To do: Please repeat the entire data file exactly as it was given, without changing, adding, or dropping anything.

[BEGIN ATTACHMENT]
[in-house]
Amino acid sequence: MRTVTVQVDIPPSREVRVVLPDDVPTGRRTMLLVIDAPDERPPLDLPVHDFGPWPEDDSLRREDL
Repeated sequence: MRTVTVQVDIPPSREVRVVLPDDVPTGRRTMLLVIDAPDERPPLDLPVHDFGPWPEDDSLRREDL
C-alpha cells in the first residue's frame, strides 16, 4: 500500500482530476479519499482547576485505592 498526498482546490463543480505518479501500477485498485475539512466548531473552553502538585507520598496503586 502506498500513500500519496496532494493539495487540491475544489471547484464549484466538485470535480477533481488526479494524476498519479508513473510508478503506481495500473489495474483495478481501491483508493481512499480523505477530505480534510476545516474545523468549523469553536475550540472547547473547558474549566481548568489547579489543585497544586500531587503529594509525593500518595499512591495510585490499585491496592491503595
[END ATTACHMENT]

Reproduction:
[in-house]
Amino acid sequence: MRTVTVQVDIPPSREVRVVLPDDVPTGRRTMLLVIDAPDERPPLDLPVHDFGPWPEDDSLRREDL
Repeated sequence: MRTVTVQVDIPPSREVRVVLPDDVPTGRRTMLLVIDAPDERPPLDLPVHDFGPWPEDDSLRREDL
C-alpha cells in the first residue's frame, strides 16, 4: 500500500482530476479519499482547576485505592 498526498482546490463543480505518479501500477485498485475539512466548531473552553502538585507520598496503586 502506498500513500500519496496532494493539495487540491475544489471547484464549484466538485470535480477533481488526479494524476498519479508513473510508478503506481495500473489495474483495478481501491483508493481512499480523505477530505480534510476545516474545523468549523469553536475550540472547547473547558474549566481548568489547579489543585497544586500531587503529594509525593500518595499512591495510585490499585491496592491503595